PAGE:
“Manufacturers are under pressure to get stuff out of the door. Security is not the business” explained Steve Christey Coley, principal security engineer in the cybersecurity division, MITRE. But there are two potential drivers for the C-suite to mandate security-minded development: One is industry consensus: What are my peers, my colleagues doing? Another is regulation or industry standards that require that the cybersecurity of their products tested to gain a stamp of approval.”

In the US, the Department of Homeland Security (DHS) for instance has issued strategic principles for securing the IoT, while the Federal Trade Commission (FTC) has taken a proactive role in going after some providers of IoT devices if they’ve made security promises that haven’t held up. The Food and Drug Administration (FDA) is also working on a draft version of guidance for medical device manufacturers to include security within the design of their devices, along with safety analysis parameters.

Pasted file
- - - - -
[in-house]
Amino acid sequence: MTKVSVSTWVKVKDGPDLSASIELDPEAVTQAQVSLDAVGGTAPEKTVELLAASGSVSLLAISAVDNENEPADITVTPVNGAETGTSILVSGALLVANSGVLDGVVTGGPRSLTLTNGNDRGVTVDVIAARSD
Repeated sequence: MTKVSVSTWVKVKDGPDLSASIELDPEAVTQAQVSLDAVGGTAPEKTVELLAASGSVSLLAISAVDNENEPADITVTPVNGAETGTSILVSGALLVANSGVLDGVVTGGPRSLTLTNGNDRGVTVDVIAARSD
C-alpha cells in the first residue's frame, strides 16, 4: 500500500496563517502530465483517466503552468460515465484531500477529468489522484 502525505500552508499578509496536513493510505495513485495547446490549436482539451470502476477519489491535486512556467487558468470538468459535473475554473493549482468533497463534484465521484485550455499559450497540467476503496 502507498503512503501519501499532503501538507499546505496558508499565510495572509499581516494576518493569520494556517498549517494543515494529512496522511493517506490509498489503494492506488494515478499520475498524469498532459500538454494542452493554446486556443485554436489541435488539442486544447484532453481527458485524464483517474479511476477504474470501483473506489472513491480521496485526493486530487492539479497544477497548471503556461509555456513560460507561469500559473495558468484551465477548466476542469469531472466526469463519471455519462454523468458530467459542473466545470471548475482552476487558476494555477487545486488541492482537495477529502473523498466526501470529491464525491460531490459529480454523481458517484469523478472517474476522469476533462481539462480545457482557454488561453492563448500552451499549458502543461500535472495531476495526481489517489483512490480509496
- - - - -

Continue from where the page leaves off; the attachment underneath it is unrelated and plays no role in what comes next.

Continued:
“However, we have spoken to a lot of manufacturers that say it’s just guidance, and that none of this offers a boost to help them internally convince the boards and the C-suites to bake in security,” said Christey Coley. “There are independent testing labs though that are independent of government and are working towards setting up at least minimal expectations, and a grading and labeling system—like nutritional labels for security products. That could be a differentiator for consumers.”

And up until manufacturers start taking a security-first approach, the users themselves do have a part to play.